Speight shows no concern about the danger of a west/east split, as we see him posturing each night for the eager media that inexplicably continue to pander to his paranoid delusions of grandeur and report his every inane utterance. In one interview he said "Why not? Australia has eight or nine States, doesn't it?", thus showing his ignorance not only of the number of Australian political divisions, but also of the difference between the secession of part of a united country, and the federation of previously separate States. In truth, it is also extremely doubtful if he actually understands much about the forces at work in Fiji. His grasp of Fiji's history is clearly pretty hazy - for example, to justify his use of force, he keeps reiterating that Britain took Fiji by the force of the gun, whereas in fact it refused the first offers of cession by a cartel of powerful chiefs, and accepted it very reluctantly, and peacefully, after the offer was again urgently pressed. But Speight has also been out of Fiji for much of the period since Independence, and does not have direct experience of, and certainly no scholarly apprehension of, the various forces which have moulded current Fijian politics, either inter-ethnic or intra-Fijian.

Viewed simplistically, it might appear as though the western chiefs should line up behind Speight's rhetoric about Fijian rights. But in fact, they have stated that they oppose him strongly and are demanding a return to democratic government. The reason is that they will already lose an enormous amount, as a result of the economic isolation Fiji will undoubtedly suffer, whatever happens from now on. Their prosperity depends on social and political stability, and their prosperity is the key to a greater share in power.

Also, though on the face of it their history should lead them to share Speight's opposition to the Mara dynasty and its allies, their positions are radically different. Speight is one of an increasing group of economic "chancers" in such developing countries, and the chaos following 1987 opened up undreamed-of possibilities for them. The structure and accountability the Chaudhry government was imposing was disastrous from their viewpoint, and also set in train legal forces that, if permitted to take their course, must spell Speight's doom. Intent on self-preservation, he obviously saw the half-baked plot of disaffected third-raters that was brewing, as his opportunity to circumvent that happening, and he took control of it.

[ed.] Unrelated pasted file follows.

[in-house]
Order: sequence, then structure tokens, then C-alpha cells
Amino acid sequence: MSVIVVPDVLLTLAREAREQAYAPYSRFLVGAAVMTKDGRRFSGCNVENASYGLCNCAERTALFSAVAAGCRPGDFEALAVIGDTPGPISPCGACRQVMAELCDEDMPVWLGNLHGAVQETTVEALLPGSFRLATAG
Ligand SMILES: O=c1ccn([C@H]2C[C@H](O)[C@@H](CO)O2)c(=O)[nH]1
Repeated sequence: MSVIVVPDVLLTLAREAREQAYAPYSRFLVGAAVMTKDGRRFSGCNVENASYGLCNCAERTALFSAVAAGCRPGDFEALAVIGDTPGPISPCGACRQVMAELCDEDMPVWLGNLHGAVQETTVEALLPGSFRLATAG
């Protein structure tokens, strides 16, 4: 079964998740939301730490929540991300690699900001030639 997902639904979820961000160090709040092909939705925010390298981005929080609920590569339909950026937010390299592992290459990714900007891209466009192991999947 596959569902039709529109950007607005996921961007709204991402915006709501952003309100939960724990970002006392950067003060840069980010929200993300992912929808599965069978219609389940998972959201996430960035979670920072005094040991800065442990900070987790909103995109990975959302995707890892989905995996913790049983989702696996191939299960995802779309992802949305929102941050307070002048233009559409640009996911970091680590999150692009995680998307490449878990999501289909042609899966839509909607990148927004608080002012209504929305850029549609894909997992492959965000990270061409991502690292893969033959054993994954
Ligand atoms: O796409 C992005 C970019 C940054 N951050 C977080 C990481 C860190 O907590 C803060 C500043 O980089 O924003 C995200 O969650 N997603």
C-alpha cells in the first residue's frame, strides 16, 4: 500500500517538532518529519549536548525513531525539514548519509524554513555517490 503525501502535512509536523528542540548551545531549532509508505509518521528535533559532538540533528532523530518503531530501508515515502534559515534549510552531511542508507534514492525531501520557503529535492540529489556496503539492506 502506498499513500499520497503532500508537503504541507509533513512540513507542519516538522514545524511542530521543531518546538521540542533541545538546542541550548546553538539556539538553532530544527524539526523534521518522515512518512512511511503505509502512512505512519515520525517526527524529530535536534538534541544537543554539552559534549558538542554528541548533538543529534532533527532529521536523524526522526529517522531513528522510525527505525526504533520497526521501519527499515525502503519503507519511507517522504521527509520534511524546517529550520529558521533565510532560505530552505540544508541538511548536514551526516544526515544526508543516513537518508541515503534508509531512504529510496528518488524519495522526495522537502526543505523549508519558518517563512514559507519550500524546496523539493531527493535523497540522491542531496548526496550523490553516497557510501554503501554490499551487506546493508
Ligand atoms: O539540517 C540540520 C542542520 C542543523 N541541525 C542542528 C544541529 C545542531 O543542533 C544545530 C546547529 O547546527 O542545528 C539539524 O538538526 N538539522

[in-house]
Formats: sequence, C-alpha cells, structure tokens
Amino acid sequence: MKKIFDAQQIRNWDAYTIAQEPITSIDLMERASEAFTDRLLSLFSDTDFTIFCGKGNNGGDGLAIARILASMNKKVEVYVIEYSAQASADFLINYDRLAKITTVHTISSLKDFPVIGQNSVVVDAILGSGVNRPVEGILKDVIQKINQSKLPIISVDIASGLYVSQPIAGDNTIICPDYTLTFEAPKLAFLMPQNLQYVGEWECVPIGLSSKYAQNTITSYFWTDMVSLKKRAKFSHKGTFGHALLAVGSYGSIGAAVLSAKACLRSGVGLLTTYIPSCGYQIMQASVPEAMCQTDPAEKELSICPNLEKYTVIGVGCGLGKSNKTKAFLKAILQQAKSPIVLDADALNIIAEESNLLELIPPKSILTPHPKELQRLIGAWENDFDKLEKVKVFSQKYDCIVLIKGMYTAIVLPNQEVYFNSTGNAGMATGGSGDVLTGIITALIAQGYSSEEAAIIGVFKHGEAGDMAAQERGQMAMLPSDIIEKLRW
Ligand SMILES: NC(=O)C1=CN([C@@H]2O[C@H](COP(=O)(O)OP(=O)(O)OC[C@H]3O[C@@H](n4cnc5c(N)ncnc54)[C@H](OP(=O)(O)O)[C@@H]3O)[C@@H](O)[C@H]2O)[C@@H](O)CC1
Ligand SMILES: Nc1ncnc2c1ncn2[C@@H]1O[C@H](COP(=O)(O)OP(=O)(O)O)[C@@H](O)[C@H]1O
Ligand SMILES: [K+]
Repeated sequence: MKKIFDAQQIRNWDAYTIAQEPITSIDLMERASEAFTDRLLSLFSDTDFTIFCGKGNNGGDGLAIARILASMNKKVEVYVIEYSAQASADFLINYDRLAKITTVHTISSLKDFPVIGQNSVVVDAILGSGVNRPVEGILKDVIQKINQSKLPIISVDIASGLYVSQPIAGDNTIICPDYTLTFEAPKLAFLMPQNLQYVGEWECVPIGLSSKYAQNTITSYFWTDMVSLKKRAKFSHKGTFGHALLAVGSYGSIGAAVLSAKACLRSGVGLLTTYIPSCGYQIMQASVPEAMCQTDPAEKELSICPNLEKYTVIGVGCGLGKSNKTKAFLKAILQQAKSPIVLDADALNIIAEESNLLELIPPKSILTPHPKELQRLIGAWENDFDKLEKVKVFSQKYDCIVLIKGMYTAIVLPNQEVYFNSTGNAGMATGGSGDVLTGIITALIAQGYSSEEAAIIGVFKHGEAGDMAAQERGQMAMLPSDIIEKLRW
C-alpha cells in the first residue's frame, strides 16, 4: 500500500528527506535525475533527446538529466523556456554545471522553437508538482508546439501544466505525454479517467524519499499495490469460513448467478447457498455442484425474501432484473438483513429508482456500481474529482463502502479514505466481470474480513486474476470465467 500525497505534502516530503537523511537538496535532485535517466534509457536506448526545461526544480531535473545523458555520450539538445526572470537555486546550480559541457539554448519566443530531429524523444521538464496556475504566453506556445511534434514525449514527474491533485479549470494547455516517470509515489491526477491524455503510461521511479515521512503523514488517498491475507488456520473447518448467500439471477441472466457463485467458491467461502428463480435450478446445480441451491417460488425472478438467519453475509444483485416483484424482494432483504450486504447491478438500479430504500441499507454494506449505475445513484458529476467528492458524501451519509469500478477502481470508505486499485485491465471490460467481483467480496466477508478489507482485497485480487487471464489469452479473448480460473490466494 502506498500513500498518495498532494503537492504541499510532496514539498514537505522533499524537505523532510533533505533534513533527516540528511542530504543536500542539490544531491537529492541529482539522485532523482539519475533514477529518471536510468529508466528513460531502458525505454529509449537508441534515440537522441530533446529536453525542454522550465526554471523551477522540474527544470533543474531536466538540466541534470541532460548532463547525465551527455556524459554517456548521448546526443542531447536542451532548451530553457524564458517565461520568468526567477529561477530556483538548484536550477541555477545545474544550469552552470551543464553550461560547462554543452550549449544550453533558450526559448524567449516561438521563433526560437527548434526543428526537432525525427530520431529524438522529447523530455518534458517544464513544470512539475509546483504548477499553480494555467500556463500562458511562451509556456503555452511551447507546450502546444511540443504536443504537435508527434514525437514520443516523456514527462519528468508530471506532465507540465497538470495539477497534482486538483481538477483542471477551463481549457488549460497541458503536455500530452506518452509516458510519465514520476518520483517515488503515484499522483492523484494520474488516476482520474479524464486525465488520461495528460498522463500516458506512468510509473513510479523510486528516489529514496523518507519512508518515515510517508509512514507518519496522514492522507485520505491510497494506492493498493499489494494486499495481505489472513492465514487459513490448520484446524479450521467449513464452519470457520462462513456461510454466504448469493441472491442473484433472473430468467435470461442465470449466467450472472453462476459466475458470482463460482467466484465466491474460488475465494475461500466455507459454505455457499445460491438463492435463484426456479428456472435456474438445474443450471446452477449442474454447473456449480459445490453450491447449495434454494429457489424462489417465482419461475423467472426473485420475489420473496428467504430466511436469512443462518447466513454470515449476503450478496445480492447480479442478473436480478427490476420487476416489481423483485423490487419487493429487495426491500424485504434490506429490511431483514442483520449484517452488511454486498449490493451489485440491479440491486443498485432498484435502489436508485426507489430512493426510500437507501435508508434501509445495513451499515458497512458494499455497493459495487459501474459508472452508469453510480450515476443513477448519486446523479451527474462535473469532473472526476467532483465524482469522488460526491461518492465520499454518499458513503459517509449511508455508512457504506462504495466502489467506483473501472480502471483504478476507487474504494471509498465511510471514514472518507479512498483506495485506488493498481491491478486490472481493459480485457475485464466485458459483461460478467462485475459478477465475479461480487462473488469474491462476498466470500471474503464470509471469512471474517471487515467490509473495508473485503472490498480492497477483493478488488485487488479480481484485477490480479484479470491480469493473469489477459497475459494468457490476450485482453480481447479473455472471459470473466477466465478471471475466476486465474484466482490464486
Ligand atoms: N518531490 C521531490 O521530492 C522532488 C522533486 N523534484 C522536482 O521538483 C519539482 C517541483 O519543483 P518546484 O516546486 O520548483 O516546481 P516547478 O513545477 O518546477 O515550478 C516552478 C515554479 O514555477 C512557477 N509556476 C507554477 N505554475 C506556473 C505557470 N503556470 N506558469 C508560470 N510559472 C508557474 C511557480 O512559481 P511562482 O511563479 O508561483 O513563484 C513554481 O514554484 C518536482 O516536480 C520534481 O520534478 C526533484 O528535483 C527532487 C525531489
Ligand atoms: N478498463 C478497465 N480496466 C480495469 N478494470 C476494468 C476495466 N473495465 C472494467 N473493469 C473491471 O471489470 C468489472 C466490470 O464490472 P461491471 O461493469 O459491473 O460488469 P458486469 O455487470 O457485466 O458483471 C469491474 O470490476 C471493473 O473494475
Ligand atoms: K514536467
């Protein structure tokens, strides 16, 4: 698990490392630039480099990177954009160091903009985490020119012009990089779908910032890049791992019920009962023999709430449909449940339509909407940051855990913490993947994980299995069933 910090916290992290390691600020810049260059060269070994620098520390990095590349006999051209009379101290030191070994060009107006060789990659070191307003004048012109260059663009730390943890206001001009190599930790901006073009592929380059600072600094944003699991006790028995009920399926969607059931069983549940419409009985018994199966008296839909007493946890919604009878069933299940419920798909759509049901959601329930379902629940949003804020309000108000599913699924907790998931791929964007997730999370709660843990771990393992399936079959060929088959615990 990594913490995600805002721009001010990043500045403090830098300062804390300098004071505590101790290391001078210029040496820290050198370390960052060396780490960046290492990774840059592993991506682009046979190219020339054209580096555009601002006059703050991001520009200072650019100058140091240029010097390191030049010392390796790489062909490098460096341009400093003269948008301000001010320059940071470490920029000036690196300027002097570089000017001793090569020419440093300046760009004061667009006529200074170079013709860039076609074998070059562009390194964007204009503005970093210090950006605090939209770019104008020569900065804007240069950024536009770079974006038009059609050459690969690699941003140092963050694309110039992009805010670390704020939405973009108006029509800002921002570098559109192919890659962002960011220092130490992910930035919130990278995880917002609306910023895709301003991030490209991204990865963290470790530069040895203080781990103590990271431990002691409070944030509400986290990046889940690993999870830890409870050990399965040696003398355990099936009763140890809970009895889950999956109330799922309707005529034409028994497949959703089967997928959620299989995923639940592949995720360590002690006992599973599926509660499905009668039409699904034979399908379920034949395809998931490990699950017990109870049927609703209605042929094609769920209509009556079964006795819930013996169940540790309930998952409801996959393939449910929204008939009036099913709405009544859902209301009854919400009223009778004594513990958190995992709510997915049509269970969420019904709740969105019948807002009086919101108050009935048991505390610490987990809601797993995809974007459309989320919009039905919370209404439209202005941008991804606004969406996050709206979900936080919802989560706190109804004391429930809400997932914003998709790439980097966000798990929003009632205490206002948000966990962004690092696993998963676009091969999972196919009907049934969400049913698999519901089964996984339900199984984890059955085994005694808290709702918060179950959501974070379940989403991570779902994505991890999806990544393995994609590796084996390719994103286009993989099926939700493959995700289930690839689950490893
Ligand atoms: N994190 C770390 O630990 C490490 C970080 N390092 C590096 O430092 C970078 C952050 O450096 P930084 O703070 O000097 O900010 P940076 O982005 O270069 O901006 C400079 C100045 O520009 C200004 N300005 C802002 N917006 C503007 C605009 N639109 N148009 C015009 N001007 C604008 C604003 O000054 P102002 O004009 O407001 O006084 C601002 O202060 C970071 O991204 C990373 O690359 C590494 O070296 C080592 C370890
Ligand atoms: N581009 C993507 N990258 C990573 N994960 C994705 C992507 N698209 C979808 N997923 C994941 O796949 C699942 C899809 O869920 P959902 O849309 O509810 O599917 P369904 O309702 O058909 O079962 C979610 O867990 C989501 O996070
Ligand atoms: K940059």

Speight has piggy-backed on the racist, "nationalistic" rhetoric Rabuka developed to provide a plausible rationale for his actions following his coup in 1987. He is quick on his feet and has refined and amended this to suit the occasion, and predictably he has attracted a certain amount of support from Fijians, including a number of chiefs whose understandable anxieties about the preservation of their identity and landrights were once more brought to the fore by the Chaudhry government's proposed land legislation. Given that, what is actually most interesting is that the level of support is far less than Rabuka was able to marshall playing on the same fears, and much of that is doubtless down to Speight's opposition to Ratu Mara and his refusal to acknowledge the authority of the Great Council, which Rabuka was at pains to elevate. But in actuality a strong traditional leadership is as inimical to Speight's self-seeking, anarchic agenda as is a democratically-elected government. While he deceitfully tries to make a display of acknowledging the chiefs, in fact he has no use for them, and has shown that he will reject anything they say or do that does not fall in behind his personal agenda.